Seams Too Simple

…patterns in life

Archive for the category “Seams too difficult”

Ironing Sucks.

Most sewing projects include at least one step involving pressing the seams.  And these steps

76592_sad-iron_md

are usually between each sewing step.  Like,

Press seams open.

Press seams together.

Press seams inward.

Press seams toward the notches.

In our house, this involves going from my dining/sewing/craft room to the bedroom to iron some seams.  It’s not fun, especially with complicated (frustrating) projects.

I know, I can leave the iron in the dining/sewing/craft room.   I ask you to think about it – does adding an upright ironing board to that room sound cozy to you?

Ironing is an annoying extra step that is so time consuming once you get focused.  Like pressing a 50 inch strip of 2 inch binding.  Dear. Gawd.  What a nightmare.  I’m seriously considering one of those over priced binding-making-doohickeys.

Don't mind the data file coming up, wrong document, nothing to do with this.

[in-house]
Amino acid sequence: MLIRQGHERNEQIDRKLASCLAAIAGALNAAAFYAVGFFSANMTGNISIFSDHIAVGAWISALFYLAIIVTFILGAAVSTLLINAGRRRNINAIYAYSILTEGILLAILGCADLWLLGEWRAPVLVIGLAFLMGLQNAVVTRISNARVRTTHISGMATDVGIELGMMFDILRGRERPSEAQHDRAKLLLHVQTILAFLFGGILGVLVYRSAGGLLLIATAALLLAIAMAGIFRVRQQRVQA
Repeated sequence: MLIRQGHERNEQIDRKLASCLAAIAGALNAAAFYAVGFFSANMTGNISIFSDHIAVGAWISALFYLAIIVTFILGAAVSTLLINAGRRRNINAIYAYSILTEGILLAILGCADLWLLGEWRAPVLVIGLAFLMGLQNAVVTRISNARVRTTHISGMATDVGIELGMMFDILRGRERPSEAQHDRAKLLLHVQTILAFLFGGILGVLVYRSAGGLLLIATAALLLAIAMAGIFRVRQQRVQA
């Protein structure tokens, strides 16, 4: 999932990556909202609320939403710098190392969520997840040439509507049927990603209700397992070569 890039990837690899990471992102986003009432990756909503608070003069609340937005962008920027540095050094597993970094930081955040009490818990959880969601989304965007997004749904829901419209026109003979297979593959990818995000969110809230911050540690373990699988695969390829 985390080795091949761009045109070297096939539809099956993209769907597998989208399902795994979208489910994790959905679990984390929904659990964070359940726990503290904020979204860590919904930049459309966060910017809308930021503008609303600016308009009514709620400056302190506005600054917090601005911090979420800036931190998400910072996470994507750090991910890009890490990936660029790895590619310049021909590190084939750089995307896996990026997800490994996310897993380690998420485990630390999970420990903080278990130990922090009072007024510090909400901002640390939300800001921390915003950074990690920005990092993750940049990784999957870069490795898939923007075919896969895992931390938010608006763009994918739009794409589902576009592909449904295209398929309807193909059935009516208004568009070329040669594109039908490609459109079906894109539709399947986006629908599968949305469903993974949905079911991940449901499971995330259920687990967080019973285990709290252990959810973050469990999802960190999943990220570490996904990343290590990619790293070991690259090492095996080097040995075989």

Pressing seams…a waste of my (impatient) time!

An obstacle to the finished product.

Interference in my focused effort to get the project finished already!

But…

It does help so much.  Sometimes when I press seams, I can skip pinning the pieces altogether.  The hooded towels I made were so easy to topstitch because I took the time to press the seams.

When I take the time to iron, the fabric is a bit crisper and lies more naturally.  It’s nice to see your project, no matter how simple or complicated (frustrating), start to take shape.  This is usually when I become proud of my work.  Kinda like putting on a pair of heels (with or without the dress, same feeling).

So from now on, when I get frustrated about my trip to the bedroom, I’ll remind myself to press on.

Tee hee…

Ironing

Ruffles that seamed difficult…but were so much fun!

I absolutely LOVE this project – credit goes to Carly J. Cais and her project here

It’s one of those make-a-blouse-from-a-guy’s-button-down-shirt projects.  Yes, there are a TON of steps, but they start to flow and make sense once you’ve started, going by pretty quickly.  Most are common sense, but I like that she adds more information than most projects.